It seems like every week we hear high-profile announcements about new ETFs, very few of which promise anything genuinely new. Then along comes something unique in Canada and I haven’t seen so much as a press release about it. Yesterday I logged on to my Scotia iTrade account and discovered that the brokerage now offers dozens of commission-free ETFs.
This is a big deal. While ETFs in Canada are dramatically cheaper than index mutual funds (with a few exceptions), one hurdle remains: buying and selling ETFs incurs commissions. In small accounts with the big banks’ discount brokerages, you can pay as much as $29 per trade. Of course, $10 trades are now commonplace, but even that fee makes small monthly contributions and dollar-cost averaging prohibitively expensive.
Last year, several U.S. discount brokerages—including Fidelity, Schwab and Vanguard—began offering commission-free ETF trades. I wrote a post in February 2010 wondering aloud if any Canadian brokerage would follow suit, and suggested that BMO was the obvious candidate, since they are the only firm to have both a discount brokerage and a family of ETFs. Now it turns out they’ve been beaten to the punch.
iTrade teams up with Claymore
The Scotia iTrade deal is a partnership with Claymore, and most of the commission-free ETFs are from that provider: in fact, Claymore’s whole family is on the list of eligible ETFs. This isn’t surprising, as Claymore has been the leader in the effort to close the gap between mutual funds and ETFs: they were the first to launch a dividend reinvestment plan (DRIP), pre-authorized cash contributions (PACC) and systematic withdrawal plans (SWP).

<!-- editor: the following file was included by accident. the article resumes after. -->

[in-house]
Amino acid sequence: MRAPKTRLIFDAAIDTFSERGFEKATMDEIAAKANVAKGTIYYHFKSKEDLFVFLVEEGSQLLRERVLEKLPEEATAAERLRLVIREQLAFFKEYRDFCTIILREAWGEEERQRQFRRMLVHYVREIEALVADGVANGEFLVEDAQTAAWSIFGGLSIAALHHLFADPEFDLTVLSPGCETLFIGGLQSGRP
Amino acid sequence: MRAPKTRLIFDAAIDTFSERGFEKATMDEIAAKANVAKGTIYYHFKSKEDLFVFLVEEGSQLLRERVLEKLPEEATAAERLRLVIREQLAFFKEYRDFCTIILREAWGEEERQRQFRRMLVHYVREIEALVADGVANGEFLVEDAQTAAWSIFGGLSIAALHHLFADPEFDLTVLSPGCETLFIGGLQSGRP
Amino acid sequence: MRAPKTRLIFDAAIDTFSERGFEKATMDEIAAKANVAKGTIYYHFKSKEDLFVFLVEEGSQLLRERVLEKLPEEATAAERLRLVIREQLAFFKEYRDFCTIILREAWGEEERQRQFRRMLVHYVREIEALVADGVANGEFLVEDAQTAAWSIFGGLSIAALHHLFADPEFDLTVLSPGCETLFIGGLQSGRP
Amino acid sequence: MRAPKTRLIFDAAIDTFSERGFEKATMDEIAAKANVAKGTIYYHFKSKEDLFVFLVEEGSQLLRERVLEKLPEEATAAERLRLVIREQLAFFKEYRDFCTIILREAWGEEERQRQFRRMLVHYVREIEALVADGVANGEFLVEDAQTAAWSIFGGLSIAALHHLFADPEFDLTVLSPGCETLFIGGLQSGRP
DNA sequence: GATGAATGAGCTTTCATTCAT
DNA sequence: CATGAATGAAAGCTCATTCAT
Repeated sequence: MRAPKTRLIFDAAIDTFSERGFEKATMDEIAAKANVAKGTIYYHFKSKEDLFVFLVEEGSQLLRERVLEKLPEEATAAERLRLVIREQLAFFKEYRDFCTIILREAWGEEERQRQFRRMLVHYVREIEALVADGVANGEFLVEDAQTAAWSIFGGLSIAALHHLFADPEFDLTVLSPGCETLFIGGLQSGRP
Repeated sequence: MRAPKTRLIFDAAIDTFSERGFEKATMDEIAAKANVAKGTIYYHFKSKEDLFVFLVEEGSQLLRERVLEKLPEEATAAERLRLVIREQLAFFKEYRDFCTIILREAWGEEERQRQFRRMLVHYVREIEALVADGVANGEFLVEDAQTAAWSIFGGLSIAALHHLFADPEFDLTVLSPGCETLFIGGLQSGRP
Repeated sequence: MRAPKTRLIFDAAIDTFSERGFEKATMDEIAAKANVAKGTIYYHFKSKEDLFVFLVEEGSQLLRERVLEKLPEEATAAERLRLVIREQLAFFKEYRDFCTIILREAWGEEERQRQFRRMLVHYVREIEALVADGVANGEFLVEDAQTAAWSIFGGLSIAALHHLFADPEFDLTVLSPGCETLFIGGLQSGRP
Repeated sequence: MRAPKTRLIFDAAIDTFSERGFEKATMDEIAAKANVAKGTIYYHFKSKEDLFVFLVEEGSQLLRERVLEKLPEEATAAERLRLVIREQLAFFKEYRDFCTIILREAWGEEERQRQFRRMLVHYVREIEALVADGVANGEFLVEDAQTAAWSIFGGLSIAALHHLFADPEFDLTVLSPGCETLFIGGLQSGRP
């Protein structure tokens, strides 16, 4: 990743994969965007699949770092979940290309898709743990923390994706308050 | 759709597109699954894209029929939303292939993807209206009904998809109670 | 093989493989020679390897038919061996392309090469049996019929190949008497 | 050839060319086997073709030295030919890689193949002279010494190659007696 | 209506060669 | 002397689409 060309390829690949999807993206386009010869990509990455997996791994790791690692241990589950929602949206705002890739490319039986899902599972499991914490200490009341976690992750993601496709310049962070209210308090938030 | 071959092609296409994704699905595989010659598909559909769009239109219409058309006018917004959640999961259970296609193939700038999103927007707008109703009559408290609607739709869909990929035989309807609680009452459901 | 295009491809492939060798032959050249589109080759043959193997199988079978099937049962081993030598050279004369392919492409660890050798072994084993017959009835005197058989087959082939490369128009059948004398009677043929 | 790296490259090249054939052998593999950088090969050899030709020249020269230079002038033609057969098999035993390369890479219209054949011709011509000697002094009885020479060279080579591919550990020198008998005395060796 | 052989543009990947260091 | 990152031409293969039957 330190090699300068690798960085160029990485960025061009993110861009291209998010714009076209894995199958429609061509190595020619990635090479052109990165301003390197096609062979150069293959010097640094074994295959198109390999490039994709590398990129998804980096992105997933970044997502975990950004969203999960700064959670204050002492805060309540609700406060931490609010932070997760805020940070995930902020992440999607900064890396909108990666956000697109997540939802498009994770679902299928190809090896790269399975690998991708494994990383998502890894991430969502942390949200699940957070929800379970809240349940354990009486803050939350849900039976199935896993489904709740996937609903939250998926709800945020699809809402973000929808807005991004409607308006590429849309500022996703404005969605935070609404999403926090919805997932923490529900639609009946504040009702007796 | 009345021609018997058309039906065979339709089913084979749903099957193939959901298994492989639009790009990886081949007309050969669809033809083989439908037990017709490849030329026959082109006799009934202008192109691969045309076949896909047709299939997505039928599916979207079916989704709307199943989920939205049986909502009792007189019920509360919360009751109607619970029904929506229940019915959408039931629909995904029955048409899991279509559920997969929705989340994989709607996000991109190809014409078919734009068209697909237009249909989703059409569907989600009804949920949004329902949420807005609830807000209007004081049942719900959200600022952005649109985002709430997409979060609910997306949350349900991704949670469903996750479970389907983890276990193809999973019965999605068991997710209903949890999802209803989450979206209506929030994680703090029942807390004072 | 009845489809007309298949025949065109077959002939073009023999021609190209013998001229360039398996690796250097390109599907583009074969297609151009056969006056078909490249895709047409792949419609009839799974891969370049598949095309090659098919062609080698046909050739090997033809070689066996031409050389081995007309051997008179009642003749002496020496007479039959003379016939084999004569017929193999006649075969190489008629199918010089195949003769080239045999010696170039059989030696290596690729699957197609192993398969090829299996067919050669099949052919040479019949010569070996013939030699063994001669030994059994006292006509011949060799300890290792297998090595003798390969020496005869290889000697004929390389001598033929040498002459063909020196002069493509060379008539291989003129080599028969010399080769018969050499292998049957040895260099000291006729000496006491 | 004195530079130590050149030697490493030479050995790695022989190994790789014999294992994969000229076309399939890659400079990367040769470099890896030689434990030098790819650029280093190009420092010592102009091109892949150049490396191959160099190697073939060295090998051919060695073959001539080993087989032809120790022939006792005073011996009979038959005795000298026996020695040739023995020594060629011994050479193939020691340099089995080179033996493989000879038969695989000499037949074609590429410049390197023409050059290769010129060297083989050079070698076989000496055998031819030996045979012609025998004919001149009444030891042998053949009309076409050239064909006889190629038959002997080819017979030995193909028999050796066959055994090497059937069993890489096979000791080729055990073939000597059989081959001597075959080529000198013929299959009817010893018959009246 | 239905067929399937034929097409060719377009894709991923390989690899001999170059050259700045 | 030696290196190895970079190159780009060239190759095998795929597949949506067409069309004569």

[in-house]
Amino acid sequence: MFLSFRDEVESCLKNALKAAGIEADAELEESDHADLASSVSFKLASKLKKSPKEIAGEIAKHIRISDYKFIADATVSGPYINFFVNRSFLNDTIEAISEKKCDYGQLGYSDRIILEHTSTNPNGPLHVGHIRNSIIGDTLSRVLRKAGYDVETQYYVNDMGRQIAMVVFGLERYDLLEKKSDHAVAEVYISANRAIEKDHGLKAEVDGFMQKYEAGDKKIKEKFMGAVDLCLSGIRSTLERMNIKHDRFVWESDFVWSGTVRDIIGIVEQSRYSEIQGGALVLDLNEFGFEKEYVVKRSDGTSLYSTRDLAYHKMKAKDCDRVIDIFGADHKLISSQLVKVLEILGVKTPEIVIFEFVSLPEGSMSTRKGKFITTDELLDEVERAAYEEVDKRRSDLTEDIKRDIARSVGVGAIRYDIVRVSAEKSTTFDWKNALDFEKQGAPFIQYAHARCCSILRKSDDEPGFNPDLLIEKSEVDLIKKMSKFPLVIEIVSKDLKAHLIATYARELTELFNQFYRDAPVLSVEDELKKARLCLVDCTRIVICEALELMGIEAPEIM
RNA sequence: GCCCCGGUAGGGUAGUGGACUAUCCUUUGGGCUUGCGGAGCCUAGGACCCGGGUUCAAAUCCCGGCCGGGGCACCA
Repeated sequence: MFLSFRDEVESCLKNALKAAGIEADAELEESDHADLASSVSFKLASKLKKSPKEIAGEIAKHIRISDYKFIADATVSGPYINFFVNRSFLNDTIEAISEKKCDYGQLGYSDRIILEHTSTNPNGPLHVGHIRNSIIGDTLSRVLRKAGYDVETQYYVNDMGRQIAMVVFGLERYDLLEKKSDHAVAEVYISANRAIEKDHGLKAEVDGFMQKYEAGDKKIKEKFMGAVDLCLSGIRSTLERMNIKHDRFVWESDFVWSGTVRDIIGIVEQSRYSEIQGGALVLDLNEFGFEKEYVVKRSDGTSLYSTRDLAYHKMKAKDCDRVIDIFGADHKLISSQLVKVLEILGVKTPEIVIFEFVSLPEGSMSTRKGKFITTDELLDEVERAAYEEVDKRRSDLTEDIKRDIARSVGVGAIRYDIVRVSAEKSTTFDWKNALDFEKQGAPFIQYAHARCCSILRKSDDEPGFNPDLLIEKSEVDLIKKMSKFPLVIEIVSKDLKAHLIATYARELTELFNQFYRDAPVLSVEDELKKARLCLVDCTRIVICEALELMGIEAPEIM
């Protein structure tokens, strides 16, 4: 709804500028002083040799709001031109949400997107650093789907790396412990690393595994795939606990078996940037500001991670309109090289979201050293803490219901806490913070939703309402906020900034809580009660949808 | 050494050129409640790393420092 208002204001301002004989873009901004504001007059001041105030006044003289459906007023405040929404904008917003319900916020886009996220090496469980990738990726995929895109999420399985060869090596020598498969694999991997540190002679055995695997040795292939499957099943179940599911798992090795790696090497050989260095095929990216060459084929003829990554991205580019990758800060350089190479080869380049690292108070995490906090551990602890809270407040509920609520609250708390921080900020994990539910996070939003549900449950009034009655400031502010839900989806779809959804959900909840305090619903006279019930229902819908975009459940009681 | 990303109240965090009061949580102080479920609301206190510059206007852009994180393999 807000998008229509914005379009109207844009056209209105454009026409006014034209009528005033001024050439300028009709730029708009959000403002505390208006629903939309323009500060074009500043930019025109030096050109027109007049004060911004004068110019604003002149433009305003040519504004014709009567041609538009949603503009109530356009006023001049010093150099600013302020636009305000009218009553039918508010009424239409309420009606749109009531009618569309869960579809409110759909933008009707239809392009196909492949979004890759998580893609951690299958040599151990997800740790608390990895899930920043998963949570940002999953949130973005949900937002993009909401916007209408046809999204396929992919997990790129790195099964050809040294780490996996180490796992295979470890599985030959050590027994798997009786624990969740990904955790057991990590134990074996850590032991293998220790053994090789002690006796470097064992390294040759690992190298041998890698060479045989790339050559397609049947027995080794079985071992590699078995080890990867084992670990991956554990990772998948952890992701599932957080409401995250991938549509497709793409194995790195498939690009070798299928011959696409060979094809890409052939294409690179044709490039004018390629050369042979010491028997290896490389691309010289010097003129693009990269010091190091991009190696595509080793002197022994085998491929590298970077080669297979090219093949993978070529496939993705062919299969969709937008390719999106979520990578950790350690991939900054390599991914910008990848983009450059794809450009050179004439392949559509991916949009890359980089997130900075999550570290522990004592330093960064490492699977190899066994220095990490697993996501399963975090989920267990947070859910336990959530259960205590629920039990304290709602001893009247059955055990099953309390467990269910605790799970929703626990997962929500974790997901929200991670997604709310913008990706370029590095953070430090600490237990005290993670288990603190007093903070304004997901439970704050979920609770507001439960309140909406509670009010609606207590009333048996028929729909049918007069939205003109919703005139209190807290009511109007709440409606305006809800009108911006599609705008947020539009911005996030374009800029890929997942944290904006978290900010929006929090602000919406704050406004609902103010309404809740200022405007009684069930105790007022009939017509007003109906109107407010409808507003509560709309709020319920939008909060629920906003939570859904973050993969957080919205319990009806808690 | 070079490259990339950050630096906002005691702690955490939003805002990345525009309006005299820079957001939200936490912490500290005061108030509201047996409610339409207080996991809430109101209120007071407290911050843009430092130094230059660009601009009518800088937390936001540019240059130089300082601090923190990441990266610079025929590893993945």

Eight iShares and seven Horizons ETFs also eligible for commission-free trades. The iShares products on the list are mostly sector ETFs, plus a couple of specialized Canadian and emerging markets funds. The flagship iShares products are all absent, probably because Claymore has core ETFs that compete with them.
The menu of Horizons ETFs includes non-leveraged commodity funds (copper, silver, oil and gas, though not gold) as well as Horizons S&P/TSX 60 (HXT) and the Horizons S&P 500 (HXS). These are the swap-based ETFs I wrote about back in June. They provide exposure to the large-cap Canadian and U.S. equity markets using derivatives and may be a good choice for taxable accounts. HXT is the cheapest ETF in Canada at just 0.08%—combine that tiny fee with zero trading commissions and it becomes a very tempting alternative to the granddaddy of ETFs, the iShares S&P/TSX 60 (XIU).
Kudos to Scotia iTrade and Claymore for introducing something genuinely new and useful into the chaotic ETF landscape. Here’s hoping they’ll spur other brokerages and ETF providers to offer something similar.